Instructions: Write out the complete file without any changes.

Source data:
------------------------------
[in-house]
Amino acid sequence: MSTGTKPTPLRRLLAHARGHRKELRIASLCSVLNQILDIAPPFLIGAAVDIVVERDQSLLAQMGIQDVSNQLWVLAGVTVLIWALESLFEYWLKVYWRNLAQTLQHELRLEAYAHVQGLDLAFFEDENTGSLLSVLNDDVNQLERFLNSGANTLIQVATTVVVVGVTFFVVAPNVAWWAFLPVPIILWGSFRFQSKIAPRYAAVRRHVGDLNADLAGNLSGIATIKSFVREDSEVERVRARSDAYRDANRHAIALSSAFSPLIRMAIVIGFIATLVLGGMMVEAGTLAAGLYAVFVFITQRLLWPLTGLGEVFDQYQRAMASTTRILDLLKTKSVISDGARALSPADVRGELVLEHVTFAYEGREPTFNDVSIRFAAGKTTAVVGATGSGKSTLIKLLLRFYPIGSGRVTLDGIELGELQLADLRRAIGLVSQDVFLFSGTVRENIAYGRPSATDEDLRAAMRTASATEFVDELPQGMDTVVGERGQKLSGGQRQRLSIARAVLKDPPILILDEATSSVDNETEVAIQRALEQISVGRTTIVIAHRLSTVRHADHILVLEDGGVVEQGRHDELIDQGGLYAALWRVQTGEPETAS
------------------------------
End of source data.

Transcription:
[in-house]
Amino acid sequence: MSTGTKPTPLRRLLAHARGHRKELRIASLCSVLNQILDIAPPFLIGAAVDIVVERDQSLLAQMGIQDVSNQLWVLAGVTVLIWALESLFEYWLKVYWRNLAQTLQHELRLEAYAHVQGLDLAFFEDENTGSLLSVLNDDVNQLERFLNSGANTLIQVATTVVVVGVTFFVVAPNVAWWAFLPVPIILWGSFRFQSKIAPRYAAVRRHVGDLNADLAGNLSGIATIKSFVREDSEVERVRARSDAYRDANRHAIALSSAFSPLIRMAIVIGFIATLVLGGMMVEAGTLAAGLYAVFVFITQRLLWPLTGLGEVFDQYQRAMASTTRILDLLKTKSVISDGARALSPADVRGELVLEHVTFAYEGREPTFNDVSIRFAAGKTTAVVGATGSGKSTLIKLLLRFYPIGSGRVTLDGIELGELQLADLRRAIGLVSQDVFLFSGTVRENIAYGRPSATDEDLRAAMRTASATEFVDELPQGMDTVVGERGQKLSGGQRQRLSIARAVLKDPPILILDEATSSVDNETEVAIQRALEQISVGRTTIVIAHRLSTVRHADHILVLEDGGVVEQGRHDELIDQGGLYAALWRVQTGEPETAS